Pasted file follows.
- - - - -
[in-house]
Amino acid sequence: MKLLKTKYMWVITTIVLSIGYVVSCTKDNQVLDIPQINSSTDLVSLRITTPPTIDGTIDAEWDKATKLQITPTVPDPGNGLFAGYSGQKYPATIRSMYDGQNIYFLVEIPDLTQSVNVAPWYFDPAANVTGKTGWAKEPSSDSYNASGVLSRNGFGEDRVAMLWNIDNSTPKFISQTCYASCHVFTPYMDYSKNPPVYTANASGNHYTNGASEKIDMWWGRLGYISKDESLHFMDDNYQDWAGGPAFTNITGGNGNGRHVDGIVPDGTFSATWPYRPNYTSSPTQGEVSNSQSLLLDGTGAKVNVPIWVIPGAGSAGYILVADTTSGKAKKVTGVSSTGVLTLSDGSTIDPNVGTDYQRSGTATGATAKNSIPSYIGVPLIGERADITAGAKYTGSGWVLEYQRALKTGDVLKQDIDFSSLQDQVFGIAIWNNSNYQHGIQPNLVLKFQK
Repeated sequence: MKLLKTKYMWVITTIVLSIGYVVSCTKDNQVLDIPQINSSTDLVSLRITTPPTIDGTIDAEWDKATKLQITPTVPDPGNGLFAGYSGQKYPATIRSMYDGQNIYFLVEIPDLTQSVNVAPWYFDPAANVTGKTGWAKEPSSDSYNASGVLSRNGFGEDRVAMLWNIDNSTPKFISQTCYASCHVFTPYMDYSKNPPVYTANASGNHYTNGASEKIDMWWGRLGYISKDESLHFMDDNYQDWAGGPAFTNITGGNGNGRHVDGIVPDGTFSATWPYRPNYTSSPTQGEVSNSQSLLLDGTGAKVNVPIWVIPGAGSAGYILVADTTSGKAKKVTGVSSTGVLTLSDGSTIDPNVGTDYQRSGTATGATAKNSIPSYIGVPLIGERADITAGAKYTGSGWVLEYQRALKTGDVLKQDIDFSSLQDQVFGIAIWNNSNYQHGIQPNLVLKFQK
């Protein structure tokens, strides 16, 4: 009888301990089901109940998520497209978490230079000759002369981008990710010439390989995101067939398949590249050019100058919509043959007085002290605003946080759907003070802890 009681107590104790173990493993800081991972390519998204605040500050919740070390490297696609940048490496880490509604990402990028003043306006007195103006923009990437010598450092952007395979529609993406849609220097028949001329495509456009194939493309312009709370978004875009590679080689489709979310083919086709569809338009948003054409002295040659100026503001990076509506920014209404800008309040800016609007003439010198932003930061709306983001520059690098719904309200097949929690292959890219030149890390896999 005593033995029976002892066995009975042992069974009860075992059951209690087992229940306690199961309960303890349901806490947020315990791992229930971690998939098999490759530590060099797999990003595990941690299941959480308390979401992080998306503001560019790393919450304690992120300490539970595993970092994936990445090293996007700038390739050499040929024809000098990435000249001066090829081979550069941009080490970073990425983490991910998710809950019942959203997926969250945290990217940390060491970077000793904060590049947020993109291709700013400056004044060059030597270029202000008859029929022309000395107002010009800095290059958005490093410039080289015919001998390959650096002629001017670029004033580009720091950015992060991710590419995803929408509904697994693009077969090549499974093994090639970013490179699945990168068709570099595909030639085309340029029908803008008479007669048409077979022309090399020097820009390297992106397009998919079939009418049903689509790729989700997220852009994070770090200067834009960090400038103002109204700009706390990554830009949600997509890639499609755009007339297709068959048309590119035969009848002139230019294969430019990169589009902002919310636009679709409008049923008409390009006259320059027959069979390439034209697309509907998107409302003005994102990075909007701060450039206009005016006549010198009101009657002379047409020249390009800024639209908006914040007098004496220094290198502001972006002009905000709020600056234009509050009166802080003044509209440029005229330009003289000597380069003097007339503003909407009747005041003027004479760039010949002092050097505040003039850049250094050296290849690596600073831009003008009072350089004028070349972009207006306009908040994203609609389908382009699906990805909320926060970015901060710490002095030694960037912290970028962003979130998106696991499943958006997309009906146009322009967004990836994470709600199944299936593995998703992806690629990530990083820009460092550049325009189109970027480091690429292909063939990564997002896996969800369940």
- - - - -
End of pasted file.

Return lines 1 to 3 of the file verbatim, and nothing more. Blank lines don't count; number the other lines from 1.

[in-house]
Amino acid sequence: MKLLKTKYMWVITTIVLSIGYVVSCTKDNQVLDIPQINSSTDLVSLRITTPPTIDGTIDAEWDKATKLQITPTVPDPGNGLFAGYSGQKYPATIRSMYDGQNIYFLVEIPDLTQSVNVAPWYFDPAANVTGKTGWAKEPSSDSYNASGVLSRNGFGEDRVAMLWNIDNSTPKFISQTCYASCHVFTPYMDYSKNPPVYTANASGNHYTNGASEKIDMWWGRLGYISKDESLHFMDDNYQDWAGGPAFTNITGGNGNGRHVDGIVPDGTFSATWPYRPNYTSSPTQGEVSNSQSLLLDGTGAKVNVPIWVIPGAGSAGYILVADTTSGKAKKVTGVSSTGVLTLSDGSTIDPNVGTDYQRSGTATGATAKNSIPSYIGVPLIGERADITAGAKYTGSGWVLEYQRALKTGDVLKQDIDFSSLQDQVFGIAIWNNSNYQHGIQPNLVLKFQK
Repeated sequence: MKLLKTKYMWVITTIVLSIGYVVSCTKDNQVLDIPQINSSTDLVSLRITTPPTIDGTIDAEWDKATKLQITPTVPDPGNGLFAGYSGQKYPATIRSMYDGQNIYFLVEIPDLTQSVNVAPWYFDPAANVTGKTGWAKEPSSDSYNASGVLSRNGFGEDRVAMLWNIDNSTPKFISQTCYASCHVFTPYMDYSKNPPVYTANASGNHYTNGASEKIDMWWGRLGYISKDESLHFMDDNYQDWAGGPAFTNITGGNGNGRHVDGIVPDGTFSATWPYRPNYTSSPTQGEVSNSQSLLLDGTGAKVNVPIWVIPGAGSAGYILVADTTSGKAKKVTGVSSTGVLTLSDGSTIDPNVGTDYQRSGTATGATAKNSIPSYIGVPLIGERADITAGAKYTGSGWVLEYQRALKTGDVLKQDIDFSSLQDQVFGIAIWNNSNYQHGIQPNLVLKFQK